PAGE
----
jeremy saulnier interview

Macon Blair, who has been in all of your movies so far, is an incredible actor. I was told he originally wasn’t going to be in this and had to audition.

Yeah. I just didn’t know how to… I was with Macon through Blue Ruin and we got so tight and we were best friends. So with me knowing him in that role, I just couldn’t get [Blue Ruin protagonist] Dwight out of my head. I couldn’t shake that character. Macon has been a leading man in all of my movies. He’s sort of my muse. But I didn’t quite see where he fit in. He’s a fantastic actor, but sometimes even I need a little distance. I also have an aversion to the whole nepotistic automatic role-giving that people give actors. I didn’t think he’d fit in. But he just proved me wrong. He went out on his own and did a self-taped audition. He got in wardrobe and had to get some temporary tattoos made on the internet. He had to prove he was an actor because the company that made them didn’t want to do Nazi insignias. He had to convince them he was an actor and show them his IMDB page. He went all-in and gave a great read and won the role on his own. That’s why I love him. He doesn’t expect anything to be handed to him. I hope he forgives me for not initially thinking of him, but he won it fair and square. As soon as I see it, I’m not going to doubt it.

The role of Gabe is one of the underlings of Patrick Stewart’s Darcy and he’s the venue manager. So he’s trusting and he’s smart but he’s also a little bit reluctant with the ideology and the violence associated with this gang culture. So he has this deep humanity and vulnerability, but he was able to transform physically for us, too. He was just perfect. He was a huge asset, not only as an actor but he’s someone I loved having by my side throughout this process. This was my first time making a movie in a union world and it was a whole different set of rules and regulations and challenges. He helped me stay creative and make choices that were for the best for the story. He’s also a deep well of knowledge about movie trivia. I was a battering ram. I kind of broke through the industry having to be a jack of all trades. I write shoot, edit, direct, whatever I have to do. Macon has been amassing this amazing knowledge, so he’s my guy when I need to know who an actor is, because I don’t watch a lot of TV and I stopped watching movies because I had to get my own off the ground. We’re a great team.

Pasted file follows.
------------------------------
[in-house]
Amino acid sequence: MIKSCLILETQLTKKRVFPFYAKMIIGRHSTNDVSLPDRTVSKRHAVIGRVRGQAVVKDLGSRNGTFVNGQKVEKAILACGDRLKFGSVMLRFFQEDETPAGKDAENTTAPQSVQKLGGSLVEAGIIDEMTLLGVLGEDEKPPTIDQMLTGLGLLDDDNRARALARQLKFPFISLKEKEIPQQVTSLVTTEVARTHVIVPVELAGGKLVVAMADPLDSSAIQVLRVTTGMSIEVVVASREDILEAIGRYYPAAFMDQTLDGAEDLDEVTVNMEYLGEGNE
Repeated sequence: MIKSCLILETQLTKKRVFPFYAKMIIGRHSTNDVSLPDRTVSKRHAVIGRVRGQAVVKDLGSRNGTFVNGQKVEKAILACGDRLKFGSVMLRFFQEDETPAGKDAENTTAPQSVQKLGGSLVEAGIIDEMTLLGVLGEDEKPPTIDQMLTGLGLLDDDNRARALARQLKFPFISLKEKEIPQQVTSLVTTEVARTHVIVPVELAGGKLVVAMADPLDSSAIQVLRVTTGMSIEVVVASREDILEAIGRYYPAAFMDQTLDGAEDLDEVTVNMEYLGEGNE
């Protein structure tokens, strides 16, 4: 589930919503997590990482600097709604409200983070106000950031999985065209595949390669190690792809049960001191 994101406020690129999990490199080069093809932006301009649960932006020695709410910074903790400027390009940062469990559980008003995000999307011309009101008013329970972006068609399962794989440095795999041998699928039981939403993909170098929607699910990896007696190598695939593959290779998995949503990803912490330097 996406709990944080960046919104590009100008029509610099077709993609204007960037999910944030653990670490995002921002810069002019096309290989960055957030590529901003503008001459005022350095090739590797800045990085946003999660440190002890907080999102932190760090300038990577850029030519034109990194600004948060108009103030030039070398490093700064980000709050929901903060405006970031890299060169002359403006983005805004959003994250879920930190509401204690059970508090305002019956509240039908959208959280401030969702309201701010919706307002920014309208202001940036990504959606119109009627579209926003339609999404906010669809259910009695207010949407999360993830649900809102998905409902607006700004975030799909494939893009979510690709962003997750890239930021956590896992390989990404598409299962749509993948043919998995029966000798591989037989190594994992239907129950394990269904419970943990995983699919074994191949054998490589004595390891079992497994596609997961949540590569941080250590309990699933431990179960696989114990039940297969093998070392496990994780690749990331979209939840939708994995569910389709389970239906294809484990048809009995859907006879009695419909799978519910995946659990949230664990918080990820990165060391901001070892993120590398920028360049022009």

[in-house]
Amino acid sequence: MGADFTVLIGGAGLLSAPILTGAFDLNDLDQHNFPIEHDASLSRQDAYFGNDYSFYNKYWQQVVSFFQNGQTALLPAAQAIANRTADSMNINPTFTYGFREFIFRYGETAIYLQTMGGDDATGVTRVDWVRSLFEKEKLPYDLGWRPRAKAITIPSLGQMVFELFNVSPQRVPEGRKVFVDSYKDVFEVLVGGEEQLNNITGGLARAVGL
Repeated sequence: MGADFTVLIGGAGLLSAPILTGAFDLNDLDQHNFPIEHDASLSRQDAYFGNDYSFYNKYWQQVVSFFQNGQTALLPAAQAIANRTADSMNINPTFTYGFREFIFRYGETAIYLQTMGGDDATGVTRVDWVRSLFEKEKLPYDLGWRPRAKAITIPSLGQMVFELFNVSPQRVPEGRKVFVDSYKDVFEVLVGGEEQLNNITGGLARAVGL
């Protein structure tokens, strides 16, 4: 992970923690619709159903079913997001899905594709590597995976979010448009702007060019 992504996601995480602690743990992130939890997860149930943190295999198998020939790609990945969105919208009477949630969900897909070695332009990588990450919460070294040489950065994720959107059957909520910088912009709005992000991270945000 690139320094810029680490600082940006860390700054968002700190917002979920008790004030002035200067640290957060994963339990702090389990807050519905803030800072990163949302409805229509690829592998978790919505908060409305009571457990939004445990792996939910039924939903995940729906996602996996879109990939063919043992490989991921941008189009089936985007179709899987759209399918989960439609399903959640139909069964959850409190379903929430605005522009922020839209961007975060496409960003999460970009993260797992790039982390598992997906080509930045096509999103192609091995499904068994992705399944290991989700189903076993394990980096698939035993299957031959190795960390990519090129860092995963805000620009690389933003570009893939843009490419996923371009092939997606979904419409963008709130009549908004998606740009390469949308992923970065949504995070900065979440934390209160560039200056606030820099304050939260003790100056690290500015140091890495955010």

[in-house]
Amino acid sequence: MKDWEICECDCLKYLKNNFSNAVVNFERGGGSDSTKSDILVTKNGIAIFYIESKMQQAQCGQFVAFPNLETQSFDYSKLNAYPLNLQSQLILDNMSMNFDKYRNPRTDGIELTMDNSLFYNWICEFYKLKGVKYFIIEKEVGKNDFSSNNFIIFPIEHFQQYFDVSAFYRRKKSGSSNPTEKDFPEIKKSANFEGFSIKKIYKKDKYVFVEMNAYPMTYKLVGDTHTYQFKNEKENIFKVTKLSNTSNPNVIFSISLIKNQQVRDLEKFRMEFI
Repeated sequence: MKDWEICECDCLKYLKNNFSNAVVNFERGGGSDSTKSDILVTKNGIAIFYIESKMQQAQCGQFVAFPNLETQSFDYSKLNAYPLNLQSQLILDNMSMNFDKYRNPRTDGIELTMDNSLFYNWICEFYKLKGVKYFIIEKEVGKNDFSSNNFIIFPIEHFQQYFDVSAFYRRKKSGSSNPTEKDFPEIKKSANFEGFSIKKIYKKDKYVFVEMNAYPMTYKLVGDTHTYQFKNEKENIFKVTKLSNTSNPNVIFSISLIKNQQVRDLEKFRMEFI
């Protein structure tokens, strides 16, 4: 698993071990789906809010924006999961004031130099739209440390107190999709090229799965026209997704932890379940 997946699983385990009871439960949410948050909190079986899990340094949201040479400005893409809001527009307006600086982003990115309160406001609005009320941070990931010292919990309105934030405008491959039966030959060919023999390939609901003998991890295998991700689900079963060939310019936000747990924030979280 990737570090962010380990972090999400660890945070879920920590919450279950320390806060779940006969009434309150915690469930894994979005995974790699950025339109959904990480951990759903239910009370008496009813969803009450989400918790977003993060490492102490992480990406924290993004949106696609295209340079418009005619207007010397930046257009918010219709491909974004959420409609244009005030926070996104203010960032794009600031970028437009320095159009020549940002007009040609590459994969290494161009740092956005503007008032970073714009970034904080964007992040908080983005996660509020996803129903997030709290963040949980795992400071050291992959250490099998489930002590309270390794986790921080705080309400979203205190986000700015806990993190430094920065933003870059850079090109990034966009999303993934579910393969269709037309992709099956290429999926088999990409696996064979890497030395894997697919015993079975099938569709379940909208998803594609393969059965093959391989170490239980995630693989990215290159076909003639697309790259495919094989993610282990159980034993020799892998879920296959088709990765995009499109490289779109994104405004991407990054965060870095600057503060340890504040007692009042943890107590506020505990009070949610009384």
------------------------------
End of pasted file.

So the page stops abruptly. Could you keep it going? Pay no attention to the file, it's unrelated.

When I watch this movie, I see a filmmaker who should be doing whatever the hell he wants. What’s next? Are offers coming in?

Oh, yeah. There are lots of offers. The key is to stay true, but not be governed by anything other than an intuitive attraction to stories. I’m considering some big studio movies, I’m considering these really amazing dark genre films, and a lot of them are on the cusp of becoming real and becoming produced. One of them might even shoot this summer, but I don’t want to jinx it. I know I want to take a break from writing and try to do some material that’s been generated by someone else just so I can focus on directing and practice my craft. I don’t want to wear too many hats and be spread too thin. I want to do one thing and do it really well. But I will always circle back to writing because I think writing is the most pure and joyful experience as far as creating stories go. There are no boundaries, there are no foreign sales estimates, there’s nothing that gets in your way. It’s really fun to problem solve. I just want to enjoy the fact that I do get opportunities and not be too precious and maybe take some chances and just keep rocking and rolling.

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